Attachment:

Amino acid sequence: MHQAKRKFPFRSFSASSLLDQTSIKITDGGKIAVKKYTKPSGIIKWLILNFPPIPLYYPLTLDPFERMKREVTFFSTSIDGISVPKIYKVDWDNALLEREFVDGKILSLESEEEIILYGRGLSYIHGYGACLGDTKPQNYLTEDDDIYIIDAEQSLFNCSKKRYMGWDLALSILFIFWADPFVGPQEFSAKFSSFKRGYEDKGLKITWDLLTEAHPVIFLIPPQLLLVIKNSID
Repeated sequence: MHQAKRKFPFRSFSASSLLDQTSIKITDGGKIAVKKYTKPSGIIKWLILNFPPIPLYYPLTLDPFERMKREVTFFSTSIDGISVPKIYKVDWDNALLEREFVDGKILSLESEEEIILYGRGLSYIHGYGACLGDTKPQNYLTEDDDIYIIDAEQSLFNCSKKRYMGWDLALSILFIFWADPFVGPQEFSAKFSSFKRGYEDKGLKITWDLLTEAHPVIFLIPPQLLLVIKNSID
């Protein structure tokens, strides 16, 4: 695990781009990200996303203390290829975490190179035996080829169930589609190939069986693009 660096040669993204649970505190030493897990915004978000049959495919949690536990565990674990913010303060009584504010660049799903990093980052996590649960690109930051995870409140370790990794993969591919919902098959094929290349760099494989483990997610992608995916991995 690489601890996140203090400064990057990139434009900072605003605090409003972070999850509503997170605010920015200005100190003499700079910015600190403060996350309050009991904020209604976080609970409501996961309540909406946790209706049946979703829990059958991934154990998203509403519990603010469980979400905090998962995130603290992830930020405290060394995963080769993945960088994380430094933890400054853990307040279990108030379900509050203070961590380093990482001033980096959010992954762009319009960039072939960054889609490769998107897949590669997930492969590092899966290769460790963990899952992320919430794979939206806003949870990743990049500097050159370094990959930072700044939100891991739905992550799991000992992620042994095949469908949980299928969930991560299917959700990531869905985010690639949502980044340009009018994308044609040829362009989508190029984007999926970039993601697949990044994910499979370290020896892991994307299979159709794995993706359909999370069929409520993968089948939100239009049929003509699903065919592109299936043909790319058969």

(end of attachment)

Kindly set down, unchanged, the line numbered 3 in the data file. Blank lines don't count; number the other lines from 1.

């Protein structure tokens, strides 16, 4: 695990781009990200996303203390290829975490190179035996080829169930589609190939069986693009 660096040669993204649970505190030493897990915004978000049959495919949690536990565990674990913010303060009584504010660049799903990093980052996590649960690109930051995870409140370790990794993969591919919902098959094929290349760099494989483990997610992608995916991995 690489601890996140203090400064990057990139434009900072605003605090409003972070999850509503997170605010920015200005100190003499700079910015600190403060996350309050009991904020209604976080609970409501996961309540909406946790209706049946979703829990059958991934154990998203509403519990603010469980979400905090998962995130603290992830930020405290060394995963080769993945960088994380430094933890400054853990307040279990108030379900509050203070961590380093990482001033980096959010992954762009319009960039072939960054889609490769998107897949590669997930492969590092899966290769460790963990899952992320919430794979939206806003949870990743990049500097050159370094990959930072700044939100891991739905992550799991000992992620042994095949469908949980299928969930991560299917959700990531869905985010690639949502980044340009009018994308044609040829362009989508190029984007999926970039993601697949990044994910499979370290020896892991994307299979159709794995993706359909999370069929409520993968089948939100239009049929003509699903065919592109299936043909790319058969």